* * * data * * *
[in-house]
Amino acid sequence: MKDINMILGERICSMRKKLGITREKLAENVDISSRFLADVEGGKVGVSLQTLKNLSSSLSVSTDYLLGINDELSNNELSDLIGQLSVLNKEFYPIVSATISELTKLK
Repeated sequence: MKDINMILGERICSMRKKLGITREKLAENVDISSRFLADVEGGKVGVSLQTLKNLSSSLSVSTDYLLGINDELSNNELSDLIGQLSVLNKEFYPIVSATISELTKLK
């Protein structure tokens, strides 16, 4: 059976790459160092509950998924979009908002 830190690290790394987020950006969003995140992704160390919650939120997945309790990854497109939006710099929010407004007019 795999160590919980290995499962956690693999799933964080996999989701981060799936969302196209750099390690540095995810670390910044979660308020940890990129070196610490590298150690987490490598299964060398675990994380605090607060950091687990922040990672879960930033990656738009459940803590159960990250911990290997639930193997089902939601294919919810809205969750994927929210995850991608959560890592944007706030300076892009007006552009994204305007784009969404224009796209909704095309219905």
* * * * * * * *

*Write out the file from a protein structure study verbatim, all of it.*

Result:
[in-house]
Amino acid sequence: MKDINMILGERICSMRKKLGITREKLAENVDISSRFLADVEGGKVGVSLQTLKNLSSSLSVSTDYLLGINDELSNNELSDLIGQLSVLNKEFYPIVSATISELTKLK
Repeated sequence: MKDINMILGERICSMRKKLGITREKLAENVDISSRFLADVEGGKVGVSLQTLKNLSSSLSVSTDYLLGINDELSNNELSDLIGQLSVLNKEFYPIVSATISELTKLK
């Protein structure tokens, strides 16, 4: 059976790459160092509950998924979009908002 830190690290790394987020950006969003995140992704160390919650939120997945309790990854497109939006710099929010407004007019 795999160590919980290995499962956690693999799933964080996999989701981060799936969302196209750099390690540095995810670390910044979660308020940890990129070196610490590298150690987490490598299964060398675990994380605090607060950091687990922040990672879960930033990656738009459940803590159960990250911990290997639930193997089902939601294919919810809205969750994927929210995850991608959560890592944007706030300076892009007006552009994204305007784009969404224009796209909704095309219905």